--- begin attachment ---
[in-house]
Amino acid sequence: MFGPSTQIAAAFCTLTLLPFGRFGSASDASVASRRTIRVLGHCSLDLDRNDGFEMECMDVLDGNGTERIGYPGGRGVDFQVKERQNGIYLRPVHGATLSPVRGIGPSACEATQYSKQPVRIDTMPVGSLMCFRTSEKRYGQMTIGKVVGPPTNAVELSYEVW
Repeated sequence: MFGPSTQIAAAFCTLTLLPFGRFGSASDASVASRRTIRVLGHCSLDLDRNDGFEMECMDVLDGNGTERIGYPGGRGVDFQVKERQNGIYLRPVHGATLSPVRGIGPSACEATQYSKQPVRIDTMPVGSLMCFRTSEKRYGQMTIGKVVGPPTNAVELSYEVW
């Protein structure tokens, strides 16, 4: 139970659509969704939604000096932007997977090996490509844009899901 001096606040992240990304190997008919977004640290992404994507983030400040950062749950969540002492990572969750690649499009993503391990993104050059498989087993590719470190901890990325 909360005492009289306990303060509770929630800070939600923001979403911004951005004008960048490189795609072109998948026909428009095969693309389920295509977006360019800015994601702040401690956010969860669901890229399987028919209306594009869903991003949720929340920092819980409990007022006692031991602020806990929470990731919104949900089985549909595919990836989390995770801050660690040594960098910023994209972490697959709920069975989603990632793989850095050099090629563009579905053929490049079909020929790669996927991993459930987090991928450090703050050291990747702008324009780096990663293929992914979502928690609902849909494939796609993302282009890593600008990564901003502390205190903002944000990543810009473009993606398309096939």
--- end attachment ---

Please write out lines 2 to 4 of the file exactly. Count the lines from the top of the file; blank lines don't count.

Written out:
Amino acid sequence: MFGPSTQIAAAFCTLTLLPFGRFGSASDASVASRRTIRVLGHCSLDLDRNDGFEMECMDVLDGNGTERIGYPGGRGVDFQVKERQNGIYLRPVHGATLSPVRGIGPSACEATQYSKQPVRIDTMPVGSLMCFRTSEKRYGQMTIGKVVGPPTNAVELSYEVW
Repeated sequence: MFGPSTQIAAAFCTLTLLPFGRFGSASDASVASRRTIRVLGHCSLDLDRNDGFEMECMDVLDGNGTERIGYPGGRGVDFQVKERQNGIYLRPVHGATLSPVRGIGPSACEATQYSKQPVRIDTMPVGSLMCFRTSEKRYGQMTIGKVVGPPTNAVELSYEVW
């Protein structure tokens, strides 16, 4: 139970659509969704939604000096932007997977090996490509844009899901 001096606040992240990304190997008919977004640290992404994507983030400040950062749950969540002492990572969750690649499009993503391990993104050059498989087993590719470190901890990325 909360005492009289306990303060509770929630800070939600923001979403911004951005004008960048490189795609072109998948026909428009095969693309389920295509977006360019800015994601702040401690956010969860669901890229399987028919209306594009869903991003949720929340920092819980409990007022006692031991602020806990929470990731919104949900089985549909595919990836989390995770801050660690040594960098910023994209972490697959709920069975989603990632793989850095050099090629563009579905053929490049079909020929790669996927991993459930987090991928450090703050050291990747702008324009780096990663293929992914979502928690609902849909494939796609993302282009890593600008990564901003502390205190903002944000990543810009473009993606398309096939």